Bishop ordains seminarian to transitional diaconate; final step before priesthood


With joy, Bishop Kevin J. Sweeney ordained Deacon Carlos D. Penagos, a seminarian of the Paterson Diocese, to the transitional diaconate on May 25 during a Mass at St. Margaret of Scotland Church in Morristown. It’s Deacon Penagos’s final step before being called to be ordained as a diocesan priest next year.

Before the ordination Deacon Penagos, a native of Colombia, told The Beacon, “I feel a lot of emotions.”

“I’m nervous and also overwhelmed by blessings and goodness. It’s been a journey of many years filled with learning and experiences. It never ends. God always has another page for our lives,” Deacon Penagos said. “As a deacon, I’m excited to preach the word of God. He always has a message of hope for us. The resurrection comes after the Cross.”

The church was filled with well-wishers — family, friends, priests, and religious of the diocese, members of the parishes where the transitional deacons have served, and diocesan faithful. Many priests in attendance concelebrated the liturgy with the bishop, who presided and was the homilist. Family and friends of Deacon Penagos from Colombia, unable to attend, joined the Mass via livestreaming.

“As a Church, we pray in thanksgiving for Carlos’ ‘yes.’ We know he is ready to dedicate his life in service to God and his people and the Church,” said Bishop Sweeney in his homily. He thanked Deacon Penagos’ family and friends in his native Colombia, his seminary community, and priests for inspiring, guiding, and forming him in his vocation journey and the diocesan faithful for acclimating him to the United States. The bishop called each ordination a time for all Catholics to rededicate themselves to their vocation and ask Jesus and the Blessed Mother to help them “live lives of holiness.”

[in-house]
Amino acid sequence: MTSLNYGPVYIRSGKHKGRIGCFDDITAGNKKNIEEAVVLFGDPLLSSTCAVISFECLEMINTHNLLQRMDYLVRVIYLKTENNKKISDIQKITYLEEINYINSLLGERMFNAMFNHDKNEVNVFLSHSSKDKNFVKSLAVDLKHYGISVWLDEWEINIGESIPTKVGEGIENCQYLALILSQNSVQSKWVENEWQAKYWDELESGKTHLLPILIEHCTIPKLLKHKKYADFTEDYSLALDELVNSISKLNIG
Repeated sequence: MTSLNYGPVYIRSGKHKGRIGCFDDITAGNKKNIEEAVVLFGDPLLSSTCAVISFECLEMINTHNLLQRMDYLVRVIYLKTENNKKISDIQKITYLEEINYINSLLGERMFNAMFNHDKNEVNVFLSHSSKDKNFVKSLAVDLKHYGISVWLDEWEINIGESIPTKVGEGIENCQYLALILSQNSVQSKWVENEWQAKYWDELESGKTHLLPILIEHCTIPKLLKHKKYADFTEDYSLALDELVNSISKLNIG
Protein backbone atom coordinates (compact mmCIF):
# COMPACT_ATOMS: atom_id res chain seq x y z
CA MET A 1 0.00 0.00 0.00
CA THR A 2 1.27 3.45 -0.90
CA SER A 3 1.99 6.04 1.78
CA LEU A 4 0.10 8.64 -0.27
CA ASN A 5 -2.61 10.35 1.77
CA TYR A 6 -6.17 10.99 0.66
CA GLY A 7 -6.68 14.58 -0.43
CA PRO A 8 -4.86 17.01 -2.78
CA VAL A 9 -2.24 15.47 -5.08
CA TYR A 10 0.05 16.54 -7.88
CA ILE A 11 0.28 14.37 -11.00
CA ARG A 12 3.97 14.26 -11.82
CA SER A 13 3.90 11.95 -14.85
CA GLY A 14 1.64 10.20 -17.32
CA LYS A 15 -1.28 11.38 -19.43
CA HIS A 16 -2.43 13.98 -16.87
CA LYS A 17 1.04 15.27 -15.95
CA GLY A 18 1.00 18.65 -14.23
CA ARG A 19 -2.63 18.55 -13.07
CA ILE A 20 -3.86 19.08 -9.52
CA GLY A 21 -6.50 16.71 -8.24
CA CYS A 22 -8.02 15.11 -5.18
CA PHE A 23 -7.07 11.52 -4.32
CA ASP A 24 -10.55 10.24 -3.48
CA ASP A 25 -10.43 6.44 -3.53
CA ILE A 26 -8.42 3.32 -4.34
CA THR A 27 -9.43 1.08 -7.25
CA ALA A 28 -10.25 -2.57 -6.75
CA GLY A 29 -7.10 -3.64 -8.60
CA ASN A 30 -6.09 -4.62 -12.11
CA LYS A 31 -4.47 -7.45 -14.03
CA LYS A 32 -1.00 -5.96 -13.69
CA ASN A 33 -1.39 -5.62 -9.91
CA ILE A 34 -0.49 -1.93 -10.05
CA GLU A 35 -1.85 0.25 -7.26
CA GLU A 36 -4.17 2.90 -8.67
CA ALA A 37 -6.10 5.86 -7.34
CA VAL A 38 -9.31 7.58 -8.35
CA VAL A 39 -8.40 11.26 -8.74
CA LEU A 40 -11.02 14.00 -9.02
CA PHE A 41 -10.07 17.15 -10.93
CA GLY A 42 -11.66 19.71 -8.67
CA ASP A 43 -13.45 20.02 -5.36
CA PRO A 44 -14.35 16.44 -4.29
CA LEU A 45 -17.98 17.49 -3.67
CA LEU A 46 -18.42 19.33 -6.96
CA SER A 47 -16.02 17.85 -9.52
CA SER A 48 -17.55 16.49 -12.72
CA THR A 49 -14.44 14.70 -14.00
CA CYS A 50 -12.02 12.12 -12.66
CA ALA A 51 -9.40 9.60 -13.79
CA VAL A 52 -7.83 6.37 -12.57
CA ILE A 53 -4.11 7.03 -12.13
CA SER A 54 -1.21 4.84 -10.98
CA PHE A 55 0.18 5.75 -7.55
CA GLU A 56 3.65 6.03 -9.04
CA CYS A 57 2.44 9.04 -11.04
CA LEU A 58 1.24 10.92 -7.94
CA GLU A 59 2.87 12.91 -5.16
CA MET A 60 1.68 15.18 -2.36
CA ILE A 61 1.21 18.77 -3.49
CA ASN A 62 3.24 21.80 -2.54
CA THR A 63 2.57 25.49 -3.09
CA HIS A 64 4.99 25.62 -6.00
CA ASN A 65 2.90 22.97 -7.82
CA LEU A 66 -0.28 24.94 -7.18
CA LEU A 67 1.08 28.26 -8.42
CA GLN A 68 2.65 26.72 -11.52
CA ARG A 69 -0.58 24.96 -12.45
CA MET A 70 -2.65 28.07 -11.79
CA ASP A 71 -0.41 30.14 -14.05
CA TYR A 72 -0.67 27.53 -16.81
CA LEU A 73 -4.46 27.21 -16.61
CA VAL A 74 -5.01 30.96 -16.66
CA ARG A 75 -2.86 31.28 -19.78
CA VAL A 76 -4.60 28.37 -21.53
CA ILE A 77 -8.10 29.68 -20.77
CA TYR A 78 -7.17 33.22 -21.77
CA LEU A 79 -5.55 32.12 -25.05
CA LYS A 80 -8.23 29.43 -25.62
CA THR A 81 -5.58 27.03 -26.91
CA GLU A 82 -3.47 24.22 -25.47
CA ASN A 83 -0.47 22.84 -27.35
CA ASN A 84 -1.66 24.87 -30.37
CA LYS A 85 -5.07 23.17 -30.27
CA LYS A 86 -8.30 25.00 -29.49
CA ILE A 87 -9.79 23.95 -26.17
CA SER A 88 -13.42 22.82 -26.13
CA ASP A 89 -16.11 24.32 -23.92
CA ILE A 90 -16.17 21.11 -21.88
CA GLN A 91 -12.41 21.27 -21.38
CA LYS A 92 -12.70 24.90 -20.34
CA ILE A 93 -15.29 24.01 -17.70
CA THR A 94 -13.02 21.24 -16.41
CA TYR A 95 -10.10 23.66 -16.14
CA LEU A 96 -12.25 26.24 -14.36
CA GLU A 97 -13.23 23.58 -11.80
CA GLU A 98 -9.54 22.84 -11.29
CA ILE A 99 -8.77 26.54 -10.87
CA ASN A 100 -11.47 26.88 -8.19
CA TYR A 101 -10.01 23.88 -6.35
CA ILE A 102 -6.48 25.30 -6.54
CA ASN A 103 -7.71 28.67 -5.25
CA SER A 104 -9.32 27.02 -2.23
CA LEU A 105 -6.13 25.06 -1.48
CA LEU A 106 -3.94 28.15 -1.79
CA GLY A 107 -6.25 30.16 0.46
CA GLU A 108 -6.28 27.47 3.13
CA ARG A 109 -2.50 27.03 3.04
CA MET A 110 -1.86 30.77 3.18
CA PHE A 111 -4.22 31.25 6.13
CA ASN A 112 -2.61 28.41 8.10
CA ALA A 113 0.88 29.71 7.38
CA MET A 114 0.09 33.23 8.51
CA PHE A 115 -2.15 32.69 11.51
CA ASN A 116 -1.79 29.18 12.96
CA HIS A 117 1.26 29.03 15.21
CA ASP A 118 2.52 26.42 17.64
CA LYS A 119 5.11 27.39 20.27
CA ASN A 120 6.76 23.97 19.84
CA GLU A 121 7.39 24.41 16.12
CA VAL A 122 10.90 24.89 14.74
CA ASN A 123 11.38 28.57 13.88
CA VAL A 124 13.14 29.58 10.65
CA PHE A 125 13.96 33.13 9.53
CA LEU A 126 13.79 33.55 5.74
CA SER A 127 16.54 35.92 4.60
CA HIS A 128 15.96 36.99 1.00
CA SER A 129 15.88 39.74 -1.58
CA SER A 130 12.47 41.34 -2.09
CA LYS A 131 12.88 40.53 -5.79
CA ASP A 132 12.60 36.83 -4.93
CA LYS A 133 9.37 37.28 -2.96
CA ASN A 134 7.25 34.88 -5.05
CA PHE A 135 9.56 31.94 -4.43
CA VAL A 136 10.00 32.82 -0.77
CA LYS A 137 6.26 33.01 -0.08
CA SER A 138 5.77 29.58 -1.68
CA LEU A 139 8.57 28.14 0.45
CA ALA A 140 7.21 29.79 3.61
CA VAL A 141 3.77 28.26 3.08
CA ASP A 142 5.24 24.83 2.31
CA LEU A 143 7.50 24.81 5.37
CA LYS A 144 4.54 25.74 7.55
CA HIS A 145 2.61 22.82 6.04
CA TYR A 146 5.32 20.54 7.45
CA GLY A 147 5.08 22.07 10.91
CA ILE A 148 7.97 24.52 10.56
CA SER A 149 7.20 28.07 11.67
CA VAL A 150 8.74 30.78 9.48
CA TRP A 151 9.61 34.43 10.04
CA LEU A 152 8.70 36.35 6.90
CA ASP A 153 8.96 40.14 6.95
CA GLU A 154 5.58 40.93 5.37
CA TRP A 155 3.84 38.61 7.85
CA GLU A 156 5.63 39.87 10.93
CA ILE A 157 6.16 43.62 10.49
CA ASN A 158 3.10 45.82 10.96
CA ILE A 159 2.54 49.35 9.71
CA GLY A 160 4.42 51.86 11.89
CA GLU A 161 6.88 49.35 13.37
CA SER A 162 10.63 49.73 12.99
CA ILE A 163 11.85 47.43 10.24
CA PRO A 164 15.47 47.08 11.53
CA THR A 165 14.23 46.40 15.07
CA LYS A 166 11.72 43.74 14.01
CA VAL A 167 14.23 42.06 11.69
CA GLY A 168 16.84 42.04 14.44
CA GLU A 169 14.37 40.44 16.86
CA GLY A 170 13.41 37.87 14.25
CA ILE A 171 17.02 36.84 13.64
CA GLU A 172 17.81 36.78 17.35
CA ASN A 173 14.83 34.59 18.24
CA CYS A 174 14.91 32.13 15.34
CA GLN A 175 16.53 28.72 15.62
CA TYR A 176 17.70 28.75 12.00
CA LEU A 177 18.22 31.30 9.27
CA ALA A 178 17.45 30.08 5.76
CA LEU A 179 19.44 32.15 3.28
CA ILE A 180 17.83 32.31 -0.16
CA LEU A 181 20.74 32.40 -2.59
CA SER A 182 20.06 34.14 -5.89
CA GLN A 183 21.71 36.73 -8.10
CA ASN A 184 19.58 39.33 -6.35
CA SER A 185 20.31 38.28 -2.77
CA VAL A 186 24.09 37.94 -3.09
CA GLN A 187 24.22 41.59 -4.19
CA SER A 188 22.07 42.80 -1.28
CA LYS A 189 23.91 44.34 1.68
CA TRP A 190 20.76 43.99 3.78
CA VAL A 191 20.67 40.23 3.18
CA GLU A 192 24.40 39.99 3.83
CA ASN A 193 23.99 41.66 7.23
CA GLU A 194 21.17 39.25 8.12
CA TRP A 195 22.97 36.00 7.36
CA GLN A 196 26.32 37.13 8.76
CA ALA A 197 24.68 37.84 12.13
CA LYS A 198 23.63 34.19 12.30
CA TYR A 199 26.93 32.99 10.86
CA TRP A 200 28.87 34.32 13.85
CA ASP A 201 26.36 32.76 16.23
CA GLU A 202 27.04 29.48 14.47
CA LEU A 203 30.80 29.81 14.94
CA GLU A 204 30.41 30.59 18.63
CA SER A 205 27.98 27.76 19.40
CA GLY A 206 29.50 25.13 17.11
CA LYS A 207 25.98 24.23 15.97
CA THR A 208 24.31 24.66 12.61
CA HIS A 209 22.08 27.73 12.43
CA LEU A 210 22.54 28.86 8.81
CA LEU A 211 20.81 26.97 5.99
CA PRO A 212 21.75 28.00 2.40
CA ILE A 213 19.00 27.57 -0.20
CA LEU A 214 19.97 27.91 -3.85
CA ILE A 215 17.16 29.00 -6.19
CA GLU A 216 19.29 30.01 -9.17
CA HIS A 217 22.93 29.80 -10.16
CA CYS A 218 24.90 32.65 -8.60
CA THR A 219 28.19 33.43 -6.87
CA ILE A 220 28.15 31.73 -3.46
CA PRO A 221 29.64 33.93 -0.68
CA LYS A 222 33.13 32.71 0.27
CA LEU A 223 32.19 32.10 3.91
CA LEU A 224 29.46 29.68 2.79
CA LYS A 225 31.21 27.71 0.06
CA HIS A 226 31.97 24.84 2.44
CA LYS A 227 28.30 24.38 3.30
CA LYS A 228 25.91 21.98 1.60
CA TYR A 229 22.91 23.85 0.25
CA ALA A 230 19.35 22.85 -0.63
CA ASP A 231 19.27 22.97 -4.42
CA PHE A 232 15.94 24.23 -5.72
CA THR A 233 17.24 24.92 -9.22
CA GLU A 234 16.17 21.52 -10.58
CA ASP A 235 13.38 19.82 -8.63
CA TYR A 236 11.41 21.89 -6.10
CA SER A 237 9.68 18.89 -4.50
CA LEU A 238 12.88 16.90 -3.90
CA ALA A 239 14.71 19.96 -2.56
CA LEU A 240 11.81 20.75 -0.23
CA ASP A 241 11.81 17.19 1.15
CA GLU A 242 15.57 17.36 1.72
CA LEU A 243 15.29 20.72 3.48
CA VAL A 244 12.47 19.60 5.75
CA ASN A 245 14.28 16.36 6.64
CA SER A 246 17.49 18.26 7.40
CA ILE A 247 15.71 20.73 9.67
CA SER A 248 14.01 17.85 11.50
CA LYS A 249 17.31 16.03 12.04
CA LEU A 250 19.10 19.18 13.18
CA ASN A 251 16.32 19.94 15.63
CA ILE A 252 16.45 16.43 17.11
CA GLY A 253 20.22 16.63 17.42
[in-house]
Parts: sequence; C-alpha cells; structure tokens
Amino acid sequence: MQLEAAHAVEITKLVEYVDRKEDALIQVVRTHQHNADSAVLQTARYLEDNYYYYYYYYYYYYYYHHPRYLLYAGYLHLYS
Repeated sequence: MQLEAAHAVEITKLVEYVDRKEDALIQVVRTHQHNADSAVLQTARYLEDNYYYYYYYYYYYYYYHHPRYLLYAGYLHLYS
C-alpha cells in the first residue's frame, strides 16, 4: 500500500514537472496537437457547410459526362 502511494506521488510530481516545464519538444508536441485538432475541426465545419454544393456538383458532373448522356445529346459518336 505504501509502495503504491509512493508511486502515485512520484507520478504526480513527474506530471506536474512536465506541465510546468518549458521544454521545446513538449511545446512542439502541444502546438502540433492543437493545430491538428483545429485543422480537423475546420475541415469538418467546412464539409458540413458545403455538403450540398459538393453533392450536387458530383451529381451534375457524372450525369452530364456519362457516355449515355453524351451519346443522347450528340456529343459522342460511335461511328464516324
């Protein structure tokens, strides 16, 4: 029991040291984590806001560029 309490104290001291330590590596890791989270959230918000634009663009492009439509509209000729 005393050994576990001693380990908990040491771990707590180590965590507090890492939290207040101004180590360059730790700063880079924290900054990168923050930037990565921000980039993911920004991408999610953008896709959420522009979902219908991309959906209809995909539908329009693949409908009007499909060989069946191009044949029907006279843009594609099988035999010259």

“Never allow yourself to be turned away from the hope offered by the Gospel,” Bishop Sweeney told Deacon Penagos, during the Celebration of Ordination to the Order of Deacon, steeped in the rich traditions of the early Church. The Mass was celebrated in English and Spanish.

In his homily, Bishop Sweeney listed a deacon’s responsibilities: to proclaim the Gospel, to dispense the Eucharist, to instruct Holy Doctrine, to prepare for the Holy Sacrifice of the Mass, and to preside over or assist with baptisms, marriages, funerals, and public prayer. A deacon also carries out acts of charity in the name of the bishop or pastor, he said.

The ordination rite included Deacon Penagos kneeling before Bishop Sweeney and placing his hands between the bishop’s hands, promising obedience and respect to him and his successors. The bishop also laid his hands on the head of Deacon Penagos to signify the conferral of the Holy Spirit and the commission to service. He asked God to dedicate Deacon Penagos to the service of the Church and to renew the spirit of holiness within him.

Bishop Sweeney later handed Deacon Penagos the Book of the Gospels.

“Receive the Gospel of Christ, whose herald you have become. Believe what you read, teach what you believe, and practice what you teach,” Bishop Sweeney told the new deacon.

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